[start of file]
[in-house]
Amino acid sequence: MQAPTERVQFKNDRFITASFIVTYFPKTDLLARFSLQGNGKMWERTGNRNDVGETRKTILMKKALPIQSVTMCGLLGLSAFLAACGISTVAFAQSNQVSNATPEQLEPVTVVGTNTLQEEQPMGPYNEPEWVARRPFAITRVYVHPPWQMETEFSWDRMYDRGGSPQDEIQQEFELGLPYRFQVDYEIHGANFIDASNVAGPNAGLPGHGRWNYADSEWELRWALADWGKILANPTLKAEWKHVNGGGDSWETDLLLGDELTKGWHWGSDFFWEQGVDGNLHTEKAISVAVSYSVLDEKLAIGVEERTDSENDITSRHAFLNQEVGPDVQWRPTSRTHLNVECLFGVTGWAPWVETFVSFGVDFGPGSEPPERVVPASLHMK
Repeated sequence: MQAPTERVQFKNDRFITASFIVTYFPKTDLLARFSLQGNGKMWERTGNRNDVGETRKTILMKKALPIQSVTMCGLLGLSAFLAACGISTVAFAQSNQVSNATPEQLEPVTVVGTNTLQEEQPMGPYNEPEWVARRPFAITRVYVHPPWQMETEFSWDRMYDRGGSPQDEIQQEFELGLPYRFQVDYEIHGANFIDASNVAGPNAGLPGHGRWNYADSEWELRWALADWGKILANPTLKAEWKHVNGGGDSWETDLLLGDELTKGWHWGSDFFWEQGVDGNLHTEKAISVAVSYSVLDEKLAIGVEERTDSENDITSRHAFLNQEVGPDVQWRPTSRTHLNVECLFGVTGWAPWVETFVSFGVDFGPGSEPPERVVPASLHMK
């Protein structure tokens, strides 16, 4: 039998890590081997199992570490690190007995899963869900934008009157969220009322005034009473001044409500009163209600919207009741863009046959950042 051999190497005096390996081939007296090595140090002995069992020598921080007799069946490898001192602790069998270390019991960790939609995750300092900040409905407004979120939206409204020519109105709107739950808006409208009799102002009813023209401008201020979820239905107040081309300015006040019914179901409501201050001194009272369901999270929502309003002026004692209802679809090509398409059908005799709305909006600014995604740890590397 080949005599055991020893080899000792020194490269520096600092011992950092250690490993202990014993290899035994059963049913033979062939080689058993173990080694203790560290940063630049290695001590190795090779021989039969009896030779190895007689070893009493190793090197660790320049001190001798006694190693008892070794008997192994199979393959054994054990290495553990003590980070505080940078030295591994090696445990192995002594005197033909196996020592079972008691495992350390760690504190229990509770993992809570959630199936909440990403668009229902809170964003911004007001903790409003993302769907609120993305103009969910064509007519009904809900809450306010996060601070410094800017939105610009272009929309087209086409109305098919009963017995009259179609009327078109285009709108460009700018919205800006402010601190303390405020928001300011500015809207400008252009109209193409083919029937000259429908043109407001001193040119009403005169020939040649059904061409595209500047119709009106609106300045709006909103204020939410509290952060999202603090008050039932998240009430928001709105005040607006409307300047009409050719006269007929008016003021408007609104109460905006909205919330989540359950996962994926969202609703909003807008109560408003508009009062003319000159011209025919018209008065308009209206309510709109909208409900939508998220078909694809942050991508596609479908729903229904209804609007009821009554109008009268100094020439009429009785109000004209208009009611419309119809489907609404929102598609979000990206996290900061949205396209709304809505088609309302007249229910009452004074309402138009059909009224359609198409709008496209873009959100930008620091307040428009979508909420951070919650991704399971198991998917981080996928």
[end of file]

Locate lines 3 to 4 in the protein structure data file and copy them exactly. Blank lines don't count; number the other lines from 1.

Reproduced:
Repeated sequence: MQAPTERVQFKNDRFITASFIVTYFPKTDLLARFSLQGNGKMWERTGNRNDVGETRKTILMKKALPIQSVTMCGLLGLSAFLAACGISTVAFAQSNQVSNATPEQLEPVTVVGTNTLQEEQPMGPYNEPEWVARRPFAITRVYVHPPWQMETEFSWDRMYDRGGSPQDEIQQEFELGLPYRFQVDYEIHGANFIDASNVAGPNAGLPGHGRWNYADSEWELRWALADWGKILANPTLKAEWKHVNGGGDSWETDLLLGDELTKGWHWGSDFFWEQGVDGNLHTEKAISVAVSYSVLDEKLAIGVEERTDSENDITSRHAFLNQEVGPDVQWRPTSRTHLNVECLFGVTGWAPWVETFVSFGVDFGPGSEPPERVVPASLHMK
């Protein structure tokens, strides 16, 4: 039998890590081997199992570490690190007995899963869900934008009157969220009322005034009473001044409500009163209600919207009741863009046959950042 051999190497005096390996081939007296090595140090002995069992020598921080007799069946490898001192602790069998270390019991960790939609995750300092900040409905407004979120939206409204020519109105709107739950808006409208009799102002009813023209401008201020979820239905107040081309300015006040019914179901409501201050001194009272369901999270929502309003002026004692209802679809090509398409059908005799709305909006600014995604740890590397 080949005599055991020893080899000792020194490269520096600092011992950092250690490993202990014993290899035994059963049913033979062939080689058993173990080694203790560290940063630049290695001590190795090779021989039969009896030779190895007689070893009493190793090197660790320049001190001798006694190693008892070794008997192994199979393959054994054990290495553990003590980070505080940078030295591994090696445990192995002594005197033909196996020592079972008691495992350390760690504190229990509770993992809570959630199936909440990403668009229902809170964003911004007001903790409003993302769907609120993305103009969910064509007519009904809900809450306010996060601070410094800017939105610009272009929309087209086409109305098919009963017995009259179609009327078109285009709108460009700018919205800006402010601190303390405020928001300011500015809207400008252009109209193409083919029937000259429908043109407001001193040119009403005169020939040649059904061409595209500047119709009106609106300045709006909103204020939410509290952060999202603090008050039932998240009430928001709105005040607006409307300047009409050719006269007929008016003021408007609104109460905006909205919330989540359950996962994926969202609703909003807008109560408003508009009062003319000159011209025919018209008065308009209206309510709109909208409900939508998220078909694809942050991508596609479908729903229904209804609007009821009554109008009268100094020439009429009785109000004209208009009611419309119809489907609404929102598609979000990206996290900061949205396209709304809505088609309302007249229910009452004074309402138009059909009224359609198409709008496209873009959100930008620091307040428009979508909420951070919650991704399971198991998917981080996928």